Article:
It's pretty hard to design and construct a building today and not know about ADA requirements. ADA training is baked-in with architects, contractors, licensing agencies, permit approval agencies, insurance companies, and all down the line. But none of that's true where websites are concerned. Like much of the online world, there's no regulatory body to ensure websites are fully accessible. Even many web designers are unaware that accessibility is a thing so how are their hapless clients to know?

Breaking a law that offers no guidance on how not to break it

Because the ADA is silent on website compliance, it offers precisely zero guidance on how to bring such website into compliance. But there is a thing called the Web Content Accessibility Guide (WCAG) published by the World Wide Web Consortium (W3C) that explains what you need to know. From what I'm reading, the courts are paying a lot of attention to WCAG adherence. So if your website (mostly?) adheres to the accessibility recommendations, if you can demonstrate good faith effort and success in complying with especially with the major tenets of the WCAG then you should probably be okay.

 

Plaintiff's attorneys on these cases want an easy payday, a case that aligns neatly with their template for attack, not one that may require a lot of work or challenge. So to the extent your web site follows the WCAG recommendations, even if it's not perfect, then you should be that much safer from a scammy accessibility lawsuit. And you'll be doing a good public service.

Wheelchairs and handrails on the Internet?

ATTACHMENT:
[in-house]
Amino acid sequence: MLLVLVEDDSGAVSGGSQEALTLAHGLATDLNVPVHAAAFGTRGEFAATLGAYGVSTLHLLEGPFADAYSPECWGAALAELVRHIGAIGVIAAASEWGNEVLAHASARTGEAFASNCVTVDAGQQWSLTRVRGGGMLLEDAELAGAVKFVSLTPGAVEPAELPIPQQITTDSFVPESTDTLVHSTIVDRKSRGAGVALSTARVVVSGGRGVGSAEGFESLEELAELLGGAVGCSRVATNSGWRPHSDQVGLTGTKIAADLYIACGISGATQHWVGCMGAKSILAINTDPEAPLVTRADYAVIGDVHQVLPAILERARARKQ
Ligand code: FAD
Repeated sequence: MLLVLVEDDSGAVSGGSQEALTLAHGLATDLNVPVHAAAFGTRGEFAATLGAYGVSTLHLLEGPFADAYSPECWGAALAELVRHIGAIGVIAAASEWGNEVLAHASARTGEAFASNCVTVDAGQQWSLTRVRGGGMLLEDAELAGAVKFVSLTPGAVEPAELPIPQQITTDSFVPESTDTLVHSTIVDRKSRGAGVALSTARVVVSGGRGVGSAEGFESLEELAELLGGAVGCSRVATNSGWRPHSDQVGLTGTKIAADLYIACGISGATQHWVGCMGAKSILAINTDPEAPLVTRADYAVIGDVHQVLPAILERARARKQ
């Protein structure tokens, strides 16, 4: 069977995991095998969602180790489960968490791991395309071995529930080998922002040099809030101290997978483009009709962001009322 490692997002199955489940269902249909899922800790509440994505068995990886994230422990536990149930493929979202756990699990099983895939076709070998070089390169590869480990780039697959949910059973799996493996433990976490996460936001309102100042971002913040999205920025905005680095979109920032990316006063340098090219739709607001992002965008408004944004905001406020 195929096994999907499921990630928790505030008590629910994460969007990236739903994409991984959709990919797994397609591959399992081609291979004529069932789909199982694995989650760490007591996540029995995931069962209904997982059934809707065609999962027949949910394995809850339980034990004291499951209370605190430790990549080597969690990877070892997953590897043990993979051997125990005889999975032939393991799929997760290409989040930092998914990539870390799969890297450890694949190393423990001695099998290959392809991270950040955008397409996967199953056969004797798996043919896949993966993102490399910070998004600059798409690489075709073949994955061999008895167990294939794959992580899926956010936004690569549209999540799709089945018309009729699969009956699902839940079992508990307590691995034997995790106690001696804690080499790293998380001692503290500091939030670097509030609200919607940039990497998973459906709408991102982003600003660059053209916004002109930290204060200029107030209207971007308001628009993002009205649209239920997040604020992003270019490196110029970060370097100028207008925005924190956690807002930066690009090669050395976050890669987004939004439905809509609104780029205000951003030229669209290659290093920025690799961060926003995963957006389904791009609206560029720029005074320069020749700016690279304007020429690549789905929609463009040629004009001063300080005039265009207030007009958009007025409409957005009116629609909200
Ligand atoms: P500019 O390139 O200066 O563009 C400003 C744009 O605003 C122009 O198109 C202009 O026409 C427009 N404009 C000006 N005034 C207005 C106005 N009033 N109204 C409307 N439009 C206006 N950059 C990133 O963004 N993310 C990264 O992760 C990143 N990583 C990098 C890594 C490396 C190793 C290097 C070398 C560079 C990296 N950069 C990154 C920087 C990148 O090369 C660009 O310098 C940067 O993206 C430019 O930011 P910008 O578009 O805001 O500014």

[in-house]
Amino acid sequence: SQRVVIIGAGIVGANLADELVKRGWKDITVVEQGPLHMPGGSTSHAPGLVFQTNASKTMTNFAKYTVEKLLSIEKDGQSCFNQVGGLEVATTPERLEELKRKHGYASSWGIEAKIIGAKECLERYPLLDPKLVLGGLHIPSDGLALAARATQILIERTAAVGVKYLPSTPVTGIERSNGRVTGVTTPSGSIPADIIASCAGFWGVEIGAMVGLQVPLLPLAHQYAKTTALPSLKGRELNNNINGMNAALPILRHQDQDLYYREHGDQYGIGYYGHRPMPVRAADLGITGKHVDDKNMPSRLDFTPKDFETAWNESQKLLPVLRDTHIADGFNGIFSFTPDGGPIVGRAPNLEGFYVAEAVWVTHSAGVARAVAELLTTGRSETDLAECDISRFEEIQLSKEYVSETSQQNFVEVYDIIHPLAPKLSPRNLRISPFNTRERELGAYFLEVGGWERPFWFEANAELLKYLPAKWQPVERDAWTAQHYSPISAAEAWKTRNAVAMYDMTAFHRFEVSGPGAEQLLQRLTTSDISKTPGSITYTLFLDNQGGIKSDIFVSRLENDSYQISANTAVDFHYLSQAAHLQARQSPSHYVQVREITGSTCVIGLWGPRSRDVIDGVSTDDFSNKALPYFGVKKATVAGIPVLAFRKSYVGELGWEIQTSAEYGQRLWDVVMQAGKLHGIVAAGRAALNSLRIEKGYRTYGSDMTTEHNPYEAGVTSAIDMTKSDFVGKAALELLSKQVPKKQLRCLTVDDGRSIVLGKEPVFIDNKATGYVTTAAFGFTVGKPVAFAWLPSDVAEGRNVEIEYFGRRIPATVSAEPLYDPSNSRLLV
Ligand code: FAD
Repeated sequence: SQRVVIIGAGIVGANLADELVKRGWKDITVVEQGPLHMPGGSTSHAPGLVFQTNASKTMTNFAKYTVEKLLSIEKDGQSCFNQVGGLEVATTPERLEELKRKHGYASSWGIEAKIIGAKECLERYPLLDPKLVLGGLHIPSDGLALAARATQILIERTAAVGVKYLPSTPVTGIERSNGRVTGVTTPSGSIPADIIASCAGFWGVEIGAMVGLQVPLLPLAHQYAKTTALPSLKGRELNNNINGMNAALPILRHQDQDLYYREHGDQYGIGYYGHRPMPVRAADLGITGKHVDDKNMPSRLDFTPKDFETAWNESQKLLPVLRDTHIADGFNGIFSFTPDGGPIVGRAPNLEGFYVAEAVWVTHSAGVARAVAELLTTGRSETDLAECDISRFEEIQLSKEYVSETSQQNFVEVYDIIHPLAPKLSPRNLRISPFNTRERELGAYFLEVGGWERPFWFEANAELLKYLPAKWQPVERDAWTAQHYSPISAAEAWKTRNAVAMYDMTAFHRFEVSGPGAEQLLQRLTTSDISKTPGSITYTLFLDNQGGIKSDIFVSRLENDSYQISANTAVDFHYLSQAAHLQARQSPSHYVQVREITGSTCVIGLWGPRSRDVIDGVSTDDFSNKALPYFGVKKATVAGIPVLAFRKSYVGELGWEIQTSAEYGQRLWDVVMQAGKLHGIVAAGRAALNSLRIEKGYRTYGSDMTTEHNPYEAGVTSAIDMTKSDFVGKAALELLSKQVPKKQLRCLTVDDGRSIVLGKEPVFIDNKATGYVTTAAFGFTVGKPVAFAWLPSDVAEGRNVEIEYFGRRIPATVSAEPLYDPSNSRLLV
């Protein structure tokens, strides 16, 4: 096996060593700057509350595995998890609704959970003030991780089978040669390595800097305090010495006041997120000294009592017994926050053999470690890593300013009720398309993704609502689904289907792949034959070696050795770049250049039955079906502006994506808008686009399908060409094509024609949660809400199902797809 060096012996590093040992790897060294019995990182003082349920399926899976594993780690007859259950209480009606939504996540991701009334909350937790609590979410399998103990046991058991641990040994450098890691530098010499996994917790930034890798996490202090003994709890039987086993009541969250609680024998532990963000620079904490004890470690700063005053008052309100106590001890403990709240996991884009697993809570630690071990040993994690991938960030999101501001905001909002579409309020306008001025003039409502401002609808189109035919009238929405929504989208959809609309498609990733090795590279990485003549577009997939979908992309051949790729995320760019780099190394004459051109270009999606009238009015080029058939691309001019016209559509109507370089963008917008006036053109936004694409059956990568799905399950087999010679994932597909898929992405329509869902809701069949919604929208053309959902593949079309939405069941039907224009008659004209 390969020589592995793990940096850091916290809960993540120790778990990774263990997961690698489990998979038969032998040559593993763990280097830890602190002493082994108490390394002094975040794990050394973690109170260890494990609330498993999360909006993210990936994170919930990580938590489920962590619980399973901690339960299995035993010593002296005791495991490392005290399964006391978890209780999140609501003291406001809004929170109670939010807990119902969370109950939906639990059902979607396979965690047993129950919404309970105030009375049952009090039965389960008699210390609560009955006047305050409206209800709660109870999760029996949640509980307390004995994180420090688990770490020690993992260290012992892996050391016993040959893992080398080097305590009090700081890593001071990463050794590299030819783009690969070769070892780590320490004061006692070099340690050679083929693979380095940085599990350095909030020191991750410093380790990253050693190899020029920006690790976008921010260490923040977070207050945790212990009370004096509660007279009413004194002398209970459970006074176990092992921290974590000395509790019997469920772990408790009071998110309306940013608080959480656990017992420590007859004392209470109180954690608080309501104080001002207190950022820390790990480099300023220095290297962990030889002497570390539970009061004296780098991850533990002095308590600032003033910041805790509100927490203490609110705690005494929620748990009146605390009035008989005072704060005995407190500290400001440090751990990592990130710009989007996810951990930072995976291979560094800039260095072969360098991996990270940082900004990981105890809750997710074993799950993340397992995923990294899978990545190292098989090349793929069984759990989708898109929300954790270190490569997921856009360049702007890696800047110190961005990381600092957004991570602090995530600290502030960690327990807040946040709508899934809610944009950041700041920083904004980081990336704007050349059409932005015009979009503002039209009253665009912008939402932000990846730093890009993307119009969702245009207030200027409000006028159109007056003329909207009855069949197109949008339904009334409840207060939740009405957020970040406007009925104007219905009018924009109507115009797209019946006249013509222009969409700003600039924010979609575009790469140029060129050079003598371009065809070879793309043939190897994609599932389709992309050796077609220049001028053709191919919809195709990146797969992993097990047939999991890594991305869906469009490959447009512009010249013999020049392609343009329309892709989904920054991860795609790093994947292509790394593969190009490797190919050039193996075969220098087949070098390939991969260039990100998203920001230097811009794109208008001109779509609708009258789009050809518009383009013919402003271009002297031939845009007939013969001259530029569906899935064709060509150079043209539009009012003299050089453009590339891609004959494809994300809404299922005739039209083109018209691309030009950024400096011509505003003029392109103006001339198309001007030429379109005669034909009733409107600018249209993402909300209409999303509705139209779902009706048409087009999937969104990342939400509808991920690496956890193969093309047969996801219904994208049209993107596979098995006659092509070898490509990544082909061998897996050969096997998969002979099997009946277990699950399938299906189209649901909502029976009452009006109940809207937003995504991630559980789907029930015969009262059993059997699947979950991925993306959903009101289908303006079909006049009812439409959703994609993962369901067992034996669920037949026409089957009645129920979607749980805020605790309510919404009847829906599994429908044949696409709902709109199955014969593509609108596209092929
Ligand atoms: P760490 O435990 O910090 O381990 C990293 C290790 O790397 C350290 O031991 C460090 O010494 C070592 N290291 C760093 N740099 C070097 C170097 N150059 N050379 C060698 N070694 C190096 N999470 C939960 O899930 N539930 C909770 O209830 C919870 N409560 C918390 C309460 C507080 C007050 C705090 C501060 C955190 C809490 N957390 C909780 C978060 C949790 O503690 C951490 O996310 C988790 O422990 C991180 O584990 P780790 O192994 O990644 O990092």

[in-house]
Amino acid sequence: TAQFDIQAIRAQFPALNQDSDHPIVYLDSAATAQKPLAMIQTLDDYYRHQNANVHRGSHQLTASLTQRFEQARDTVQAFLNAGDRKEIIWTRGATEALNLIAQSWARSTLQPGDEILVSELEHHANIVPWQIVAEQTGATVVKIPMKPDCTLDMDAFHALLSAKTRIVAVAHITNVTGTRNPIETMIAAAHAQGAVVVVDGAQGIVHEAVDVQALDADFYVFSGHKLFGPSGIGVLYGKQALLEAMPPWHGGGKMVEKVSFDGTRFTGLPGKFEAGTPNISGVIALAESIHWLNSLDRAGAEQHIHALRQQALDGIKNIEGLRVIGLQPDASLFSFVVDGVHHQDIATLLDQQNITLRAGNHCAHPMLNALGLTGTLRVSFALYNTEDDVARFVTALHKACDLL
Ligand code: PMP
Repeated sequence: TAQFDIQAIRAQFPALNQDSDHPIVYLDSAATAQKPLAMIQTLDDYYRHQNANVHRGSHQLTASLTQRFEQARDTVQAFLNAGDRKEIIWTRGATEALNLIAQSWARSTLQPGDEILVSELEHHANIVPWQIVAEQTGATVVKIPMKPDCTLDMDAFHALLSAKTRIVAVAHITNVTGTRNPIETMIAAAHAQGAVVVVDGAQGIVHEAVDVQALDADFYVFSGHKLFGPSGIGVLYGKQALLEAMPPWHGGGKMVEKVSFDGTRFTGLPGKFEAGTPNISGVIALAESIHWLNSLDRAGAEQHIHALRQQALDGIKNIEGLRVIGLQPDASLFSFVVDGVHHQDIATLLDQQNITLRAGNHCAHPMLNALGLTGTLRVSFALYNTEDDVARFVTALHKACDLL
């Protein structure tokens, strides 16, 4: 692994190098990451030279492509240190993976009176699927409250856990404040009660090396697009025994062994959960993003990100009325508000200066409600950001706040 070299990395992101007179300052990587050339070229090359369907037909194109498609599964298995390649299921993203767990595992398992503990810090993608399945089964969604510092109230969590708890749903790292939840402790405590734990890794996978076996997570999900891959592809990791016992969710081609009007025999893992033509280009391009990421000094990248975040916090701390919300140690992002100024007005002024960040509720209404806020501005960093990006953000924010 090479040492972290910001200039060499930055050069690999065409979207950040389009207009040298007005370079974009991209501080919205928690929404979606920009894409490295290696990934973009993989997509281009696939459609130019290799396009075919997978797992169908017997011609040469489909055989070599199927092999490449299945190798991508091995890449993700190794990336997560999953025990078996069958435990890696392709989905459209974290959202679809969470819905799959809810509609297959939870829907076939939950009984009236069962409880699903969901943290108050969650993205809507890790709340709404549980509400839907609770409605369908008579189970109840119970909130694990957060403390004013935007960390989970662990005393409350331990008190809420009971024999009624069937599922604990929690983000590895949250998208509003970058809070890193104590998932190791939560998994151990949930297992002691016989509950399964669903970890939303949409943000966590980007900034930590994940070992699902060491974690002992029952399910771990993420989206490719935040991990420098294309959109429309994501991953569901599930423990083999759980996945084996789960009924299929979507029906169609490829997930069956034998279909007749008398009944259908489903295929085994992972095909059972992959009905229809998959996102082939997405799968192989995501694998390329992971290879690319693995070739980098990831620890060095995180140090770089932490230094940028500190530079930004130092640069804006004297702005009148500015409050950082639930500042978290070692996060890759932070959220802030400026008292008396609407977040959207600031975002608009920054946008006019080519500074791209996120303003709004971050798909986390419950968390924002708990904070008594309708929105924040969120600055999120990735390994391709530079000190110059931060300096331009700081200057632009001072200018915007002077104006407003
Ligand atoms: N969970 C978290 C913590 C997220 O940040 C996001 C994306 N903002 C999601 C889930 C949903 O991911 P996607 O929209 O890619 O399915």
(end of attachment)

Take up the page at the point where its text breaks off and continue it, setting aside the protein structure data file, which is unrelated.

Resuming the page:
So, what exactly is an accessible website? Folks that are blind or have other vision problems often use screen readers to read aloud the content of a website. But these screen readers need help to function properly. i.e. They can't simply read every word on the screen as that would be an incoherent word salad. Screen readers rely on embedded codes that guide them to what needs to be read, in what order, etc. Screen readers cannot read text that is image-based. So, images and other graphical elements that are designed to impart intelligence (not just decorative) need descriptive "alt tags" that can be read to the user.

Maybe your visitor can see just fine, but due to motor issues, they're unable to use a keyboard and/or mouse. Or they use a touch screen device or other assistive touch technology. Perhaps your visitor is colorblind (there are several types each with their own challenges) so the use of certain colors to impart navigational or other intelligence will fail for them.

If you enjoy 100% fully functional senses and motor control, you likely cannot appreciate all the ways a non-compliant website can frustrate and stymie your site visitors that are so compromised.

Access for All

Just as I believe universal internet access is a basic human right, so to do I believe all websites should be as widely accessible as reasonably possible. There's just no reason why the majority of websites should not accommodate visitors with special needs -- folks who already face challenges that most of us cannot even begin to understand.

Once made aware that "website ADA" is a thing, that alone should be enough to want to do what's reasonably possible to ensure painless website access to as wide an audience as practical. It's just the right thing to do as a fellow human. And given all the lawsuits being filed, well, now there's a pretty strong financial incentive as well.

Even though I don't specialize in website WCAG compliancy audits, I have relationships with people that do. Please contact me for more info on how to help protect yourself and your business against such lawsuits.